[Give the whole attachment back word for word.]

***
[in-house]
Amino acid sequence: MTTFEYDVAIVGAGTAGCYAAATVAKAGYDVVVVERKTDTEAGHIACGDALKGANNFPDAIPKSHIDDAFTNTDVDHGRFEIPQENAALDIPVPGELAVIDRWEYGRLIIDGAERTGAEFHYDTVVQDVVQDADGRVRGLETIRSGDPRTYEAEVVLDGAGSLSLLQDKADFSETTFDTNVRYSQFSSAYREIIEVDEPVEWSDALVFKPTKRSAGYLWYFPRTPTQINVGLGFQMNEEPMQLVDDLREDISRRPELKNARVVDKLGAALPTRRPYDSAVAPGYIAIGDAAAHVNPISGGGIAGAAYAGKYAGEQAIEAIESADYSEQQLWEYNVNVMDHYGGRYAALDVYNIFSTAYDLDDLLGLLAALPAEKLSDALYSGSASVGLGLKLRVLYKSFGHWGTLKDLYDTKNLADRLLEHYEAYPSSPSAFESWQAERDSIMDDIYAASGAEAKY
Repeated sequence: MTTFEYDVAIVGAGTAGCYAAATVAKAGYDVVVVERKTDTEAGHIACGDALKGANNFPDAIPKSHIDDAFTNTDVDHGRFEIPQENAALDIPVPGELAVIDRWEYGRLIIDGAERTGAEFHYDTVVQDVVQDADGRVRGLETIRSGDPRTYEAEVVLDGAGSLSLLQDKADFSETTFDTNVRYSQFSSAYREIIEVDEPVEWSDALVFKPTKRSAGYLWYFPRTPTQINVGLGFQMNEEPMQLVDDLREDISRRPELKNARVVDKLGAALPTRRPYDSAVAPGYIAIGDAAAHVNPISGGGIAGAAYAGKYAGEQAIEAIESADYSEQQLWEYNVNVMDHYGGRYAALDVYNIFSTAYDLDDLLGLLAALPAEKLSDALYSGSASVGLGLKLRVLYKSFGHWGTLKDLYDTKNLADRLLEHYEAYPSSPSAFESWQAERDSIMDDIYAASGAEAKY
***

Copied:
[in-house]
Amino acid sequence: MTTFEYDVAIVGAGTAGCYAAATVAKAGYDVVVVERKTDTEAGHIACGDALKGANNFPDAIPKSHIDDAFTNTDVDHGRFEIPQENAALDIPVPGELAVIDRWEYGRLIIDGAERTGAEFHYDTVVQDVVQDADGRVRGLETIRSGDPRTYEAEVVLDGAGSLSLLQDKADFSETTFDTNVRYSQFSSAYREIIEVDEPVEWSDALVFKPTKRSAGYLWYFPRTPTQINVGLGFQMNEEPMQLVDDLREDISRRPELKNARVVDKLGAALPTRRPYDSAVAPGYIAIGDAAAHVNPISGGGIAGAAYAGKYAGEQAIEAIESADYSEQQLWEYNVNVMDHYGGRYAALDVYNIFSTAYDLDDLLGLLAALPAEKLSDALYSGSASVGLGLKLRVLYKSFGHWGTLKDLYDTKNLADRLLEHYEAYPSSPSAFESWQAERDSIMDDIYAASGAEAKY
Repeated sequence: MTTFEYDVAIVGAGTAGCYAAATVAKAGYDVVVVERKTDTEAGHIACGDALKGANNFPDAIPKSHIDDAFTNTDVDHGRFEIPQENAALDIPVPGELAVIDRWEYGRLIIDGAERTGAEFHYDTVVQDVVQDADGRVRGLETIRSGDPRTYEAEVVLDGAGSLSLLQDKADFSETTFDTNVRYSQFSSAYREIIEVDEPVEWSDALVFKPTKRSAGYLWYFPRTPTQINVGLGFQMNEEPMQLVDDLREDISRRPELKNARVVDKLGAALPTRRPYDSAVAPGYIAIGDAAAHVNPISGGGIAGAAYAGKYAGEQAIEAIESADYSEQQLWEYNVNVMDHYGGRYAALDVYNIFSTAYDLDDLLGLLAALPAEKLSDALYSGSASVGLGLKLRVLYKSFGHWGTLKDLYDTKNLADRLLEHYEAYPSSPSAFESWQAERDSIMDDIYAASGAEAKY